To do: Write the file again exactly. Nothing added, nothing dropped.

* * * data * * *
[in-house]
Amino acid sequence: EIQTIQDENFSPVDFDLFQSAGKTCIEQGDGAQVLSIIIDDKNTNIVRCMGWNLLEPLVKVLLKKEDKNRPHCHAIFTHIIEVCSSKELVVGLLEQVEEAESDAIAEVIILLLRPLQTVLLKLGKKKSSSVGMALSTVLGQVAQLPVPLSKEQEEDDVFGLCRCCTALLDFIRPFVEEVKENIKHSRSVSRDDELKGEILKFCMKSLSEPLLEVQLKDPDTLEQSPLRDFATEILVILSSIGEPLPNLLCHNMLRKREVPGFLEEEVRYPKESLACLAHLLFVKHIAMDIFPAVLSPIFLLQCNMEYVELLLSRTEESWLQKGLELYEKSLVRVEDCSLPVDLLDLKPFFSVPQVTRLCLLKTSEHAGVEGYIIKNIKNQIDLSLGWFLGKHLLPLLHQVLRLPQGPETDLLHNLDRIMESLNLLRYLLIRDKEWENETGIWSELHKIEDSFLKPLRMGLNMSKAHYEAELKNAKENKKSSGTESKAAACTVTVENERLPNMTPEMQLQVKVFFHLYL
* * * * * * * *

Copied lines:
[in-house]
Amino acid sequence: EIQTIQDENFSPVDFDLFQSAGKTCIEQGDGAQVLSIIIDDKNTNIVRCMGWNLLEPLVKVLLKKEDKNRPHCHAIFTHIIEVCSSKELVVGLLEQVEEAESDAIAEVIILLLRPLQTVLLKLGKKKSSSVGMALSTVLGQVAQLPVPLSKEQEEDDVFGLCRCCTALLDFIRPFVEEVKENIKHSRSVSRDDELKGEILKFCMKSLSEPLLEVQLKDPDTLEQSPLRDFATEILVILSSIGEPLPNLLCHNMLRKREVPGFLEEEVRYPKESLACLAHLLFVKHIAMDIFPAVLSPIFLLQCNMEYVELLLSRTEESWLQKGLELYEKSLVRVEDCSLPVDLLDLKPFFSVPQVTRLCLLKTSEHAGVEGYIIKNIKNQIDLSLGWFLGKHLLPLLHQVLRLPQGPETDLLHNLDRIMESLNLLRYLLIRDKEWENETGIWSELHKIEDSFLKPLRMGLNMSKAHYEAELKNAKENKKSSGTESKAAACTVTVENERLPNMTPEMQLQVKVFFHLYL